Why Paying Off Debt Too Quickly Can Delay Retirement

By Reese Harper, CFP® , CEO of Dentist Advisors    |   Retirement Plans

I grew up on a dirt road. Our small house was in the middle of a huge farm with open skies for miles. Driving into town was a big deal—it took 30 minutes or more to get to the local grocery store. Even years after I had been married, I was still telling my wife out of habit that “I’m going into town.” She’d grin and say, “You live in town Reese.”

I didn’t feel like we were poor, but looking back I can see there was a reason we were regularly eating bowls of rice and nutmeg or boiled wheat for breakfast. Our circumstances improved as my dad worked two jobs and eventually became a successful executive in the potato industry.

One of my strongest memories about money and finance was the debt we carried on our family farm. I remember it being a huge burden over my family’s life. That experience gave me a pretty negative association with debt. As I grew up, it was natural to say that I wanted to avoid debt at all costs. And then I would hear people like Dave Ramsey, say, “Get out of debt,” which reinforced how I felt.

Rethinking Debt

I don’t feel quite the same way about debt now that I’m an adult and entrepreneur. Although I think paying off your debt as soon as possible is a great goal, paying it off too quickly can actually weaken your financial position and constrain your business growth.  

But before I give some opposing views to a debt-first mentality, I’d like to reinforce some common sense guidelines. I do prefer that you always live within your income. I’d rather see someone live lean and mean and pay off all their debt first if the alternative is to increase your living expenses, max out your credit cards, and live outside your means. But as you learn more about how debt works, I’m hoping it may temper your attitude about it. Here are four reasons to reconsider the speed at which you pay off your debt.

Get Used to Tackling It “All”

When it comes to dentists and money, your goals are multi-faceted. You need to do more than just one thing (pay off debt).

I recommend you pay down some debt, but also increase your liquidity to strengthen your balance sheet. Start saving for your kid’s future, invest money back into your practice consistently, and maximize your retirement account contributions so your taxes are reduced. Vacation regularly! It will increase your longevity and appreciation for your career. ALL of these things ALL of the time. Not just one thing at a time.

No Compounding Benefit

When all of your discretionary savings are going towards your loans, you delay the time in which you can start investing. In many cases, fully paying off your loans takes a very long time. Compounding is critical to building wealth. You should start as early as possible building up your investment accounts so they increase in value through the power of compounding.

Reducing debt too quickly shortens the time frame that your money can compound, not to mention the additional tax deductions you’ll miss out on if you don’t make contributions to your retirement plans.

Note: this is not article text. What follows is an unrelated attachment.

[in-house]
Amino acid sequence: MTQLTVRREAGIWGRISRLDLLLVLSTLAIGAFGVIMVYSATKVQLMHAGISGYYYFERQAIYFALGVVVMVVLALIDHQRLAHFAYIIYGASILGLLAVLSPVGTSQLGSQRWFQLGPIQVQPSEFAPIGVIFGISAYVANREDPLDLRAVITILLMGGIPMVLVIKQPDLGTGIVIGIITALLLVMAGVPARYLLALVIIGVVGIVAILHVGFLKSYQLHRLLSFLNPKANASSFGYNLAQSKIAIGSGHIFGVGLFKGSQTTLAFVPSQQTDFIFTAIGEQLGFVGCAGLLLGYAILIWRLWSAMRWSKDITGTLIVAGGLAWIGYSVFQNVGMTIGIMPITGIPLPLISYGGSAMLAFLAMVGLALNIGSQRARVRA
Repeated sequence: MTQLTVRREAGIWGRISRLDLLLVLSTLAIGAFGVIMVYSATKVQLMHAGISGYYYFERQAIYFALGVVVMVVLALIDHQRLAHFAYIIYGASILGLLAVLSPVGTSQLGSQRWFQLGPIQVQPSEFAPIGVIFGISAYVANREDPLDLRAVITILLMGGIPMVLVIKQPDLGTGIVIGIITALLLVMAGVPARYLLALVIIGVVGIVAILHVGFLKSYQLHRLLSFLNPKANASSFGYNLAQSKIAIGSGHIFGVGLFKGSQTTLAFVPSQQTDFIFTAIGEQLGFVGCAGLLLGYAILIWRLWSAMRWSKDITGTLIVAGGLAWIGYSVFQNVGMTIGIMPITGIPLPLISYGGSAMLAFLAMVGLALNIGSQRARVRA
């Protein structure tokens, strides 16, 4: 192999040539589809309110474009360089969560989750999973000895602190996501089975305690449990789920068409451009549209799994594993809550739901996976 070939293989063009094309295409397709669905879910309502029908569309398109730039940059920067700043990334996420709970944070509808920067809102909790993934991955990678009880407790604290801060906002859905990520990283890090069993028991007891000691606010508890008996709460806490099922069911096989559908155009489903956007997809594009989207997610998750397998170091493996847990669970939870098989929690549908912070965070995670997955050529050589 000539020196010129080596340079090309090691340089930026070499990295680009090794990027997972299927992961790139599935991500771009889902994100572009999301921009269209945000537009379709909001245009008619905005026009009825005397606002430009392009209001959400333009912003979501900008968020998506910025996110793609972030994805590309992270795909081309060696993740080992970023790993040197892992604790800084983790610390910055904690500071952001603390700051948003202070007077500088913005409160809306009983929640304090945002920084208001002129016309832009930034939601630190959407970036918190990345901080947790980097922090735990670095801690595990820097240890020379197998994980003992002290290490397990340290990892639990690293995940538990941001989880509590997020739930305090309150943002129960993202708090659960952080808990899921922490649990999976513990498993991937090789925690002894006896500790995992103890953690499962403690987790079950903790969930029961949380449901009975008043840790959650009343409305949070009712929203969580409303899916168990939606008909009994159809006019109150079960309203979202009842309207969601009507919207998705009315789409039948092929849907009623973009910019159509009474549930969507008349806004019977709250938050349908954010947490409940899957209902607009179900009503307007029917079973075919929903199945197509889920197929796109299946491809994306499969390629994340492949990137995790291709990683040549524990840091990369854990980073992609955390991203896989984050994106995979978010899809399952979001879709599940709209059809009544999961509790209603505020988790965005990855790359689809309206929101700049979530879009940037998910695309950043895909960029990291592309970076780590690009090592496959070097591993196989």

Investing Too Little Too Late in Your Career

If the first time you invest is mid or late career (because you’ve been paying off debt) you probably won’t feel the confidence you would if you started investing earlier in your career. That confidence comes by watching your investments still grow after tough market cycles. Your emotional experience with investing actually takes years to develop. If you start late, and your time frame is shorter, odds are you’ll lack the tenacity to stick with it.

It takes a couple of bear markets to know how investments really work. If you invest early in your career, you’ll learn how to be a patient, disciplined investor with a focus on diversifying your portfolio. This is not intuitive.  

No Liquidity

While an aggressive, debt-reduction plan does save you interest, it’s not liquid—and that can put your financial security at risk. If you have zero liquidity because you paid $250,000 in student loans down to zero over the last few years, you’re actually in a weaker financial position than someone who paid down their student loans to $150,000 but put $100,000 in the bank. Liquidity gives you resources to support your practice, and make the right investments in people, equipment and marketing at the right time. And lenders will also be more likely to loan you money.

Liquid investments are king as you build your practice and as you enter retirement. Liquidity gives you maximum flexibility.

Take a Balanced Approach

The bottom line is applying a balanced approach to debt reduction helps you accelerate the growth of your net worth much faster, protects your practice, helps you learn patience, and gives you more confidence when it comes to financial decisions.

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